The House of Common’s Environmental Audit Committee issued a report on MPs’ policy ideas to reduce carbon emissions from transport. easyJet, one of the world’s most environmentally efficient airlines, regrets that the report fails to address the most obvious solutions to achieve a reduction of emissions from aviation and instead simply recommends increasing aviation taxes.
The report issued today fails to take into account the most obvious and effective measures to reduce emissions from aviation, which would make a great difference, such as the reform of air traffic control (potential to reduce emissions between 8-18%.) or ending state aid which typically goes to struggling national airlines, generally operating older, dirtier aircraft with low load factors.
Moreover the inclusion of aviation in the EU’s Emission Trading Scheme (ETS) will create a strong incentive mechanism for airlines to become more environmentally efficient. There also needs to be greater emphasis on technological improvements and aircraft manufacturers - rather than taxing air travellers.
Instead of these positive measures, the report of the Committee recommends punitive taxes as the answer to address emissions from aviation. Taxes, however, constitute a blunt policy mechanism, which will do nothing for environmental efficiency and instead will only put more money into the government’s pockets. The idea to price the most price-sensitive and less affluent customers (i.e. the poorest in society) out of the sky as the means to reduce emissions from aviation is not only a blunt and unimaginative measure - but it is also unnecessary, given that there are better options available, such as the urgently needed air traffic control reform.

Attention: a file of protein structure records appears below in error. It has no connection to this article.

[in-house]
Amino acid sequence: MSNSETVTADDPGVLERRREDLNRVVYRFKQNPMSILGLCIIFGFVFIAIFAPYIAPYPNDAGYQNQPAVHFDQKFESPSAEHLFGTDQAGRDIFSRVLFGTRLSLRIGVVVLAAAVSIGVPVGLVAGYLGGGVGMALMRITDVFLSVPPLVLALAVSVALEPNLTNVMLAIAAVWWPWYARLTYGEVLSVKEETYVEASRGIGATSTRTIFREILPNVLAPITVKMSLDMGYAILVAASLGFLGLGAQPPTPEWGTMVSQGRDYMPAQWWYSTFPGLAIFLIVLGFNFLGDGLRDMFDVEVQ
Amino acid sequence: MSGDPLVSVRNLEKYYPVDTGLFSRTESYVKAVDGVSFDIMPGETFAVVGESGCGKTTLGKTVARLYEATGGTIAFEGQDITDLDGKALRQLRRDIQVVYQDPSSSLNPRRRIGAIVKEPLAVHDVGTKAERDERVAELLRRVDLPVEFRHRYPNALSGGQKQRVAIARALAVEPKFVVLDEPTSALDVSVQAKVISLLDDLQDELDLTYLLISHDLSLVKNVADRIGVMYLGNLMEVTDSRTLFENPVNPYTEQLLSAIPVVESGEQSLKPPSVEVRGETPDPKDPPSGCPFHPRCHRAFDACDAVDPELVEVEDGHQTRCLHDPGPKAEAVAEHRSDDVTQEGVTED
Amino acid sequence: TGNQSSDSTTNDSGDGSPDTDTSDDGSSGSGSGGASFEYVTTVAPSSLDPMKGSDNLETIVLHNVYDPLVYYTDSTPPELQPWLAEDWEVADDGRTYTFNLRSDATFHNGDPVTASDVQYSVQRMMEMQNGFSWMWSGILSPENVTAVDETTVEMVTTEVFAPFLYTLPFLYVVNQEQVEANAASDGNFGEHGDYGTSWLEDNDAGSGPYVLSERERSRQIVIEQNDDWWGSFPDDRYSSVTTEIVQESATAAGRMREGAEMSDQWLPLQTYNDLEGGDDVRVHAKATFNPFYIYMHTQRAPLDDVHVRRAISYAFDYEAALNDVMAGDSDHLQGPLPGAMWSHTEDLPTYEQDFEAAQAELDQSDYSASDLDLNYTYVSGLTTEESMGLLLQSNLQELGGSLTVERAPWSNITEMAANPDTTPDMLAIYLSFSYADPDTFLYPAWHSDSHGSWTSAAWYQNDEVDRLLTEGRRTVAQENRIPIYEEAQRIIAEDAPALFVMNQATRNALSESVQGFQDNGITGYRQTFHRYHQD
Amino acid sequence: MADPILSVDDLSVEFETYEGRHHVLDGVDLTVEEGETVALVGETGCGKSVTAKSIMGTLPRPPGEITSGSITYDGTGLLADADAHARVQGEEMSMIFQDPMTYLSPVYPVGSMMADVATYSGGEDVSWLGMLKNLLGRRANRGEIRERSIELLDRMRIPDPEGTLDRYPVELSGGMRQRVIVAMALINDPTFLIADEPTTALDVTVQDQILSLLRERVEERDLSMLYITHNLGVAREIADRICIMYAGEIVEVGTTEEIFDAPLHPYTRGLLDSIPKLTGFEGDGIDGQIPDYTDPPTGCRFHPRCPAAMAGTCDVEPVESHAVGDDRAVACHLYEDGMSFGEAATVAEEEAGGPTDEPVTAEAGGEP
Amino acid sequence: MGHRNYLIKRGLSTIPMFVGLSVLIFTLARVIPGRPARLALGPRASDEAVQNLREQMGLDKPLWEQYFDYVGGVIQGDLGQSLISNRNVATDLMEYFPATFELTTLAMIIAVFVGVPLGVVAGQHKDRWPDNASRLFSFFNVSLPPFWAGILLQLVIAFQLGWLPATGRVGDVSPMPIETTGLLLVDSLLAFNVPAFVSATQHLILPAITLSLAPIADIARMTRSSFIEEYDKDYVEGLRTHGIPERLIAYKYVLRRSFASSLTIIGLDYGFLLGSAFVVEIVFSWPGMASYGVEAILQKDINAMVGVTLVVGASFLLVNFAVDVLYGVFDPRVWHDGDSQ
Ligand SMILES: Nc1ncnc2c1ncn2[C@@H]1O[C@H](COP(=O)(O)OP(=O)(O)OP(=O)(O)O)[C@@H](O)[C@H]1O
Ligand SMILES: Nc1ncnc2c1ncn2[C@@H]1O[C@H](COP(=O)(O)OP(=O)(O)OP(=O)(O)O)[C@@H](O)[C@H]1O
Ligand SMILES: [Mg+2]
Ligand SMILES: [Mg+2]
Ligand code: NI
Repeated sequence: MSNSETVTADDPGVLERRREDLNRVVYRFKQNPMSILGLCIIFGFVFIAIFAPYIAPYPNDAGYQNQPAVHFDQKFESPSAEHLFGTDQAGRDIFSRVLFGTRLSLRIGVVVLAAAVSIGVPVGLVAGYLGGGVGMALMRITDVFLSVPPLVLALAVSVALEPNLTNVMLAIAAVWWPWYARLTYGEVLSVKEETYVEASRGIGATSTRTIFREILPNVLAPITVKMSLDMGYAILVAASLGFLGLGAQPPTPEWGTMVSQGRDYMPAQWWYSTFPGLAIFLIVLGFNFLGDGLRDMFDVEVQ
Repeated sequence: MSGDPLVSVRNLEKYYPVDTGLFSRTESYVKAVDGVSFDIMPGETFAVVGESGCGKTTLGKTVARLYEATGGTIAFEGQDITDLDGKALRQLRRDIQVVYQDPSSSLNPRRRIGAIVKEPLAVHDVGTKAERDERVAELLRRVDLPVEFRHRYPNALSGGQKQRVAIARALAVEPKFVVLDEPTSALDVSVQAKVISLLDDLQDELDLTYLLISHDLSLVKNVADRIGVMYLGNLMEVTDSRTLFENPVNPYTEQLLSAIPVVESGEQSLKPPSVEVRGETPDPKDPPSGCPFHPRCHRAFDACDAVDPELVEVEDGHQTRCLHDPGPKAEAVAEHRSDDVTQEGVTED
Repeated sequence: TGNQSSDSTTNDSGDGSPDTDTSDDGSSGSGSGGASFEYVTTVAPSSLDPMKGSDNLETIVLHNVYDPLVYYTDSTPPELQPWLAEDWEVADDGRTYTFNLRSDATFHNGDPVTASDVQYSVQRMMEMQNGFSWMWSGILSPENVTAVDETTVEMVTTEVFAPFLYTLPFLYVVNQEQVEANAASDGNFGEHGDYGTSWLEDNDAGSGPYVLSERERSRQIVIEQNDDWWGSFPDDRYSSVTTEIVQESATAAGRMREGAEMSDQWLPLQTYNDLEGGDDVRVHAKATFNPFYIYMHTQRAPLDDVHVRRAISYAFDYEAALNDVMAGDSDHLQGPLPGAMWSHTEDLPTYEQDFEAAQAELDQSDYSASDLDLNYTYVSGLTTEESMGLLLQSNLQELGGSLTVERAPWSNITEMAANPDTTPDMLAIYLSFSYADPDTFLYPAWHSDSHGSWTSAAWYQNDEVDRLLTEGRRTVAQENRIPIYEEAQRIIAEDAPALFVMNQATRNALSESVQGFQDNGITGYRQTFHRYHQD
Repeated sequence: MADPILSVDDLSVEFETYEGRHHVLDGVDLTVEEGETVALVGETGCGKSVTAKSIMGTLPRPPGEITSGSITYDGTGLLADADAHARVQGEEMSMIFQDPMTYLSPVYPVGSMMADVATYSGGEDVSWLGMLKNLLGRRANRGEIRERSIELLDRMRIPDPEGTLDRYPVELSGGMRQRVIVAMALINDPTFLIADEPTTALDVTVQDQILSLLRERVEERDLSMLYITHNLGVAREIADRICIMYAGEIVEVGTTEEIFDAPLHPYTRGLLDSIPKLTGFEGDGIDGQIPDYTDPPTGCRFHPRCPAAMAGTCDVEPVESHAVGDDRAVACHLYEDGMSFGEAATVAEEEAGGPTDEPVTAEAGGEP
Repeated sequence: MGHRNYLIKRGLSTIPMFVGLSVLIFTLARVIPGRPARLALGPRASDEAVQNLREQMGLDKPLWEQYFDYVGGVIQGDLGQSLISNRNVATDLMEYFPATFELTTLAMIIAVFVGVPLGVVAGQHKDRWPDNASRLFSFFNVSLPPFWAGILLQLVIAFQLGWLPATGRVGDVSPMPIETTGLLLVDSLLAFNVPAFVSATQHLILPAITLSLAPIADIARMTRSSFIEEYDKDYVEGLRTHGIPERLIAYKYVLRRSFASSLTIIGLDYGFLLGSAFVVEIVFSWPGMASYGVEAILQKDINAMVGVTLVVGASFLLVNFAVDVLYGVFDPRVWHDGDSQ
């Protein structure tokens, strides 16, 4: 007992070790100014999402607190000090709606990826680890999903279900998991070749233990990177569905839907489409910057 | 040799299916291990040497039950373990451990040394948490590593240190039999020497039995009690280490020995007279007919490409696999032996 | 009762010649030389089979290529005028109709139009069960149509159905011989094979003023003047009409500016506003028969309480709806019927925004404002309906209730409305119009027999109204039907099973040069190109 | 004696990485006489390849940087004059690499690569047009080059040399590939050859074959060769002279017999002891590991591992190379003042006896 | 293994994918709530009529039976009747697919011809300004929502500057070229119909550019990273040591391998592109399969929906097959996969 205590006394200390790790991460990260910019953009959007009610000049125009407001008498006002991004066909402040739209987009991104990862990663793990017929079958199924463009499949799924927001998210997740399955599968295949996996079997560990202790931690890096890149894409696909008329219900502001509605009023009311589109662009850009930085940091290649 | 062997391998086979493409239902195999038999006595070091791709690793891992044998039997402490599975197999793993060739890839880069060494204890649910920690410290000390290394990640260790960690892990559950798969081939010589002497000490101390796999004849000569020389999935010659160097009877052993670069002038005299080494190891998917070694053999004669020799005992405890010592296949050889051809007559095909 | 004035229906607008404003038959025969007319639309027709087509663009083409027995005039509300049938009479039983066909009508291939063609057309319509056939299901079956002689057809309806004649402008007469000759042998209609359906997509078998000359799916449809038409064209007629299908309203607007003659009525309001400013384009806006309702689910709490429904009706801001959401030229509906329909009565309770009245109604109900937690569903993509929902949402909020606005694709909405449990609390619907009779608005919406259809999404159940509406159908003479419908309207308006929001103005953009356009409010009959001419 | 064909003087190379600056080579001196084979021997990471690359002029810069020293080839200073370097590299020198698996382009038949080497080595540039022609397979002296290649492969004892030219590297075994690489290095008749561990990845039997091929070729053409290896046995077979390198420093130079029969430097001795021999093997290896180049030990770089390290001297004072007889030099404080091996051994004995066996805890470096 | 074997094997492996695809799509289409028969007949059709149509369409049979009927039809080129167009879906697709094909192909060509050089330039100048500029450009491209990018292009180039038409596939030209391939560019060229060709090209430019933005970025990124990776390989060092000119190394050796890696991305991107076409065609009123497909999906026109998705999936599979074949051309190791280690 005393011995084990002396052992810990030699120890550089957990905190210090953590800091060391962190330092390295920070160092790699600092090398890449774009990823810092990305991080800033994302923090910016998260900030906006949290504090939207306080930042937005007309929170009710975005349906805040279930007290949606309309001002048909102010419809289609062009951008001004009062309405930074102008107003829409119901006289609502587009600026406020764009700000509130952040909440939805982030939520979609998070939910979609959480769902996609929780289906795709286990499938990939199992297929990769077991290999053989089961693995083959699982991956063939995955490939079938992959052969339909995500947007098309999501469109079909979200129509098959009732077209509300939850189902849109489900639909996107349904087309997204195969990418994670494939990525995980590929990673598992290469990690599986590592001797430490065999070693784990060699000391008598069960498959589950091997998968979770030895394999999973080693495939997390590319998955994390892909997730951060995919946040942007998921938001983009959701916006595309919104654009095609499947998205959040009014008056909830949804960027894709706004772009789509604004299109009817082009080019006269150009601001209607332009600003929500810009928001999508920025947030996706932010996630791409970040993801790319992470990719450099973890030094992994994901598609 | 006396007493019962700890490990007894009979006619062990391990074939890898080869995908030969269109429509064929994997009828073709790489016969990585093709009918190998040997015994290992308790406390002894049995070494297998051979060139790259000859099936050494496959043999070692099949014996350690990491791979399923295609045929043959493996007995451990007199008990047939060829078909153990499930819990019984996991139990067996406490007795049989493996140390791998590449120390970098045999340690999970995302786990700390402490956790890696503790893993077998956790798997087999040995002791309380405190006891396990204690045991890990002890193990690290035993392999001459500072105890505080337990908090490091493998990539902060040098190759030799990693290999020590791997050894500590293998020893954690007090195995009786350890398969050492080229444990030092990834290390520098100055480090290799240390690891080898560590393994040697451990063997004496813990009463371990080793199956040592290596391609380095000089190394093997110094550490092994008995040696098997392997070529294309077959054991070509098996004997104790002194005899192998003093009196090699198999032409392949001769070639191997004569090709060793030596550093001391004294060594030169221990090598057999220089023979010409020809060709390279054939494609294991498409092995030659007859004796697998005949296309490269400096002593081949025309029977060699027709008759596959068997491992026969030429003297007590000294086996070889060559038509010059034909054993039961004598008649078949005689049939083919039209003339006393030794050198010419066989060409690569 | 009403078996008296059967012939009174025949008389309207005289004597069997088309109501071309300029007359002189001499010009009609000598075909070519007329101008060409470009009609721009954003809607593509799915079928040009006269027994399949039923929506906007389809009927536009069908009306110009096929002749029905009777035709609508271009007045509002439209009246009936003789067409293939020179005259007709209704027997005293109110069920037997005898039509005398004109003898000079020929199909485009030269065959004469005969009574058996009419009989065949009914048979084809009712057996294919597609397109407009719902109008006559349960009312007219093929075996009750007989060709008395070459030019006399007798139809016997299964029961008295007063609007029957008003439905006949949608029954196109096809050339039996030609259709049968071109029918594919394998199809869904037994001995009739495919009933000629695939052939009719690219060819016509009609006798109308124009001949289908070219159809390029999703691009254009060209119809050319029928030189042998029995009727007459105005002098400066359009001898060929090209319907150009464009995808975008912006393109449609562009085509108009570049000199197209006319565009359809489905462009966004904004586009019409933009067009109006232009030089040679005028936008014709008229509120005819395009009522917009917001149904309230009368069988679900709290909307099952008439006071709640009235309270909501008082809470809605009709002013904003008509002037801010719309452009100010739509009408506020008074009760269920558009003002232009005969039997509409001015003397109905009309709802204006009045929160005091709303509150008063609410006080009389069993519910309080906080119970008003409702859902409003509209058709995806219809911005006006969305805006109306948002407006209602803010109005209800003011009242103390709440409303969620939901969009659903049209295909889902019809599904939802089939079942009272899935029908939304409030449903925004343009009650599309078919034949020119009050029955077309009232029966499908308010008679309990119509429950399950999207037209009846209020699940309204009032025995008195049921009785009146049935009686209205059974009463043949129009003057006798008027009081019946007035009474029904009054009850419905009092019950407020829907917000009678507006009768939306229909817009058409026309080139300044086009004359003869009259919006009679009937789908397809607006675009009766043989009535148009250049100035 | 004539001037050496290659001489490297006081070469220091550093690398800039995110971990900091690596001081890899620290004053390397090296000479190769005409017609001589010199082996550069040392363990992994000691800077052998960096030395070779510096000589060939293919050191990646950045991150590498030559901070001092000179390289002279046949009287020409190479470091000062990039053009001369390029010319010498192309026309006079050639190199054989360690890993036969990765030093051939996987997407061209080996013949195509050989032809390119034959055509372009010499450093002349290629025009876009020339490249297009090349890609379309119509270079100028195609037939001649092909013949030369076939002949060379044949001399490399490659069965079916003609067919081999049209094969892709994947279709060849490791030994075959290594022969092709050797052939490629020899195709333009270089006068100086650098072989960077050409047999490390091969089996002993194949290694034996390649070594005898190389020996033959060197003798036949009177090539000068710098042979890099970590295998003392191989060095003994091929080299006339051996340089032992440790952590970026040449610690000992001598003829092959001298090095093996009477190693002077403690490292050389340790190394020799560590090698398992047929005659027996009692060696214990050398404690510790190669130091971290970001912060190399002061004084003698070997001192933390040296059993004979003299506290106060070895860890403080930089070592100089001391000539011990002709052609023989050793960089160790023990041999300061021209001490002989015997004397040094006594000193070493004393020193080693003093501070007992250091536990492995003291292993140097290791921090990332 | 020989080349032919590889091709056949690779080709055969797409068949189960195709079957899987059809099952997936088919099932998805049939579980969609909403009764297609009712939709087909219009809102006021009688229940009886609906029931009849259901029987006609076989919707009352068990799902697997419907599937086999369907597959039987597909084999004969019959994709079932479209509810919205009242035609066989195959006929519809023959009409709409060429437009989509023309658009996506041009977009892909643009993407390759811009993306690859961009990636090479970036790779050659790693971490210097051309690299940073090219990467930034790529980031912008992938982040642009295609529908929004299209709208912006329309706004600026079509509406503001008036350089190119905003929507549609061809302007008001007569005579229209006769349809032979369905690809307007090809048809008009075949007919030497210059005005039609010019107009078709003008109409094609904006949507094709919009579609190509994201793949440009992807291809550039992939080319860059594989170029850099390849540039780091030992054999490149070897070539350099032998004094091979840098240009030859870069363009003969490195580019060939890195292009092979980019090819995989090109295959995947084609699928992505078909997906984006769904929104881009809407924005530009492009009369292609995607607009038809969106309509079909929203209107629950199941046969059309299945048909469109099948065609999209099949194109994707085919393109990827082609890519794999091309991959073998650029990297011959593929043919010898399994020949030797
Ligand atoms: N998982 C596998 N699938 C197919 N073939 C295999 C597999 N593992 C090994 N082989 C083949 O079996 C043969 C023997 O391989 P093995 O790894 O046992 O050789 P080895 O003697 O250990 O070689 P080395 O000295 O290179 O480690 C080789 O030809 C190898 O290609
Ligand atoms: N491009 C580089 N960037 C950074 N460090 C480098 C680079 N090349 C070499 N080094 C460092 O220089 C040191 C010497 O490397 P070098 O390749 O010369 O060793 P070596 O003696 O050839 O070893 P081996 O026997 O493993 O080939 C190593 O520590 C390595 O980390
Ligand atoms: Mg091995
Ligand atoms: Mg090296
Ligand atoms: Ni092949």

It is also important to note that aviation only accounts for 3% EU CO2, a small proportion in comparison to road transport (20% of EU CO2) about which the Committee has also opined today. Low-fares airlines like easyJet are highly environmentally efficient, as we fly with the youngest fleet in Europe, with high load factors, operating point-to-point traffic, which significantly reduces the number of take-offs and landings. Aviation has always been a key driver for technological development in the past and easyJet has made major investments in recent years.
Aviation, in contrast to other modes of transport, is the lifeline of the economy and particularly the UK as an island heavily relies on efficient air links for its competitiveness. Increasing taxes for aviation will have negative implications for the UK’s economy and competitiveness as a whole.
The report also fails to mention that rail is the greatest single user of electricity in Europe and that the idea of building lots of high-speed rail links at the taxpayer’s expense comes at a huge environmental and financial cost.
EasyJet has also been nominated this year for a
World Travel Award as Europe’s Leading Budget / No Frills Airline.